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Even when a business is losing money, it’s possible for shareholders to make money if they buy a good business at the right price. For example, although Amazon.com made losses for many years after listing, if you had bought and held the shares since 1999, you would have made a fortune. But the harsh reality is that very many loss making companies burn through all their cash and go bankrupt.

Given this risk, we thought we’d take a look at whether Canadian North Resources (CVE:CNRI) shareholders should be worried about its cash burn. For the purpose of this article, we’ll define cash burn as the amount of cash the company is spending each year to fund its growth (also called its negative free cash flow). The first step is to compare its cash burn with its cash reserves, to give us its ‘cash runway’.

See our latest analysis for Canadian North Resources

Does Canadian North Resources Have A Long Cash Runway?

A cash runway is defined as the length of time it would take a company to run out of money if it kept spending at its current rate of cash burn. When Canadian North Resources last reported its balance sheet in December 2022, it had zero debt and cash worth CA$11m. Importantly, its cash burn was CA$17m over the trailing twelve months. Therefore, from December 2022 it had roughly 8 months of cash runway. That’s quite a short cash runway, indicating the company must either reduce its annual cash burn or replenish its cash. The image below shows how its cash balance has been changing over the last few years.

debt-equity-history-analysis

debt-equity-history-analysis

How Is Canadian North Resources’ Cash Burn Changing Over Time?

Although Canadian North Resources reported revenue of CA$92k last year, it didn’t actually have any revenue from operations. To us, that makes it a pre-revenue company, so we’ll look to its cash burn trajectory as an assessment of its cash burn situation. Remarkably, it actually increased its cash burn by 222% in the last year. With that kind of spending growth its cash runway will shorten quickly, as it simultaneously uses its cash while increasing the burn rate. Canadian North Resources makes us a little nervous due to its lack of substantial operating revenue. We prefer most of the stocks on this list of stocks that analysts expect to grow.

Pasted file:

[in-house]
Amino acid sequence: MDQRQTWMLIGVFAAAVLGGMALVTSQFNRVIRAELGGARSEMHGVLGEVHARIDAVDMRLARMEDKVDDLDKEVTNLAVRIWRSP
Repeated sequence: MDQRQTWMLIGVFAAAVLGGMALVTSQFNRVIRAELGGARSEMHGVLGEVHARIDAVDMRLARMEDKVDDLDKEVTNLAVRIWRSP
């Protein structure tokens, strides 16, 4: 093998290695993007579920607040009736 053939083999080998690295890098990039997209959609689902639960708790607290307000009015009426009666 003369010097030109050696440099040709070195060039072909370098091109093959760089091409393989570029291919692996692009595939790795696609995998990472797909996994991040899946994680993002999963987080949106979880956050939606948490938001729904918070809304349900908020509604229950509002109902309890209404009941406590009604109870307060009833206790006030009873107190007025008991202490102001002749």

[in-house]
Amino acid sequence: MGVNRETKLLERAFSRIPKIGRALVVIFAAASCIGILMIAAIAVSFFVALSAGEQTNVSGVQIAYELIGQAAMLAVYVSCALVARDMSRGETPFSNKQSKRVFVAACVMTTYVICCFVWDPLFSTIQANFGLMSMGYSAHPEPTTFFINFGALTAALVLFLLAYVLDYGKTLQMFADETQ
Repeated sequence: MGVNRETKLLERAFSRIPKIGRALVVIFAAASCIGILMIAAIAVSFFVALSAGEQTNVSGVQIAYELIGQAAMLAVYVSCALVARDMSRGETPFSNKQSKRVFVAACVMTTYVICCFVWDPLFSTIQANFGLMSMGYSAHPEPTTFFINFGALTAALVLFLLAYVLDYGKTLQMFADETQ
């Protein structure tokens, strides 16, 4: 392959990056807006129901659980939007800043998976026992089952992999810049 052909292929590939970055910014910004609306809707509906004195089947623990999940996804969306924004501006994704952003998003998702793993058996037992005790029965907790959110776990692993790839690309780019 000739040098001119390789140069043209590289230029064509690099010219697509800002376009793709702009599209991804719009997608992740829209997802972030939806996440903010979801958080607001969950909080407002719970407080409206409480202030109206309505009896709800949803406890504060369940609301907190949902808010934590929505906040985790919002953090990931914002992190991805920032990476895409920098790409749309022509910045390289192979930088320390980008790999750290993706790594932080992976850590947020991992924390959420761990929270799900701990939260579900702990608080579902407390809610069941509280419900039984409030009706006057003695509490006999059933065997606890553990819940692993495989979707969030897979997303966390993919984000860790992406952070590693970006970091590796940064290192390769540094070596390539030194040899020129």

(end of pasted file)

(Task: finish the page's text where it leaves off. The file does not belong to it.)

How Easily Can Canadian North Resources Raise Cash?

Since its cash burn is moving in the wrong direction, Canadian North Resources shareholders may wish to think ahead to when the company may need to raise more cash. Issuing new shares, or taking on debt, are the most common ways for a listed company to raise more money for its business. Commonly, a business will sell new shares in itself to raise cash and drive growth. We can compare a company’s cash burn to its market capitalisation to get a sense for how many new shares a company would have to issue to fund one year’s operations.

Canadian North Resources’ cash burn of CA$17m is about 6.4% of its CA$268m market capitalisation. Given that is a rather small percentage, it would probably be really easy for the company to fund another year’s growth by issuing some new shares to investors, or even by taking out a loan.

How Risky Is Canadian North Resources’ Cash Burn Situation?

On this analysis of Canadian North Resources’ cash burn, we think its cash burn relative to its market cap was reassuring, while its increasing cash burn has us a bit worried. Summing up, we think the Canadian North Resources’ cash burn is a risk, based on the factors we mentioned in this article. On another note, Canadian North Resources has 3 warning signs (and 2 which don’t sit too well with us) we think you should know about.

Of course, you might find a fantastic investment by looking elsewhere. So take a peek at this free list of companies insiders are buying, and this list of stocks growth stocks (according to analyst forecasts)

Have feedback on this article? Concerned about the content? Get in touch with us directly. Alternatively, email editorial-team (at) simplywallst.com.

This article by Simply Wall St is general in nature. We provide commentary based on historical data and analyst forecasts only using an unbiased methodology and our articles are not intended to be financial advice. It does not constitute a recommendation to buy or sell any stock, and does not take account of your objectives, or your financial situation. We aim to bring you long-term focused analysis driven by fundamental data. Note that our analysis may not factor in the latest price-sensitive company announcements or qualitative material. Simply Wall St has no position in any stocks mentioned.

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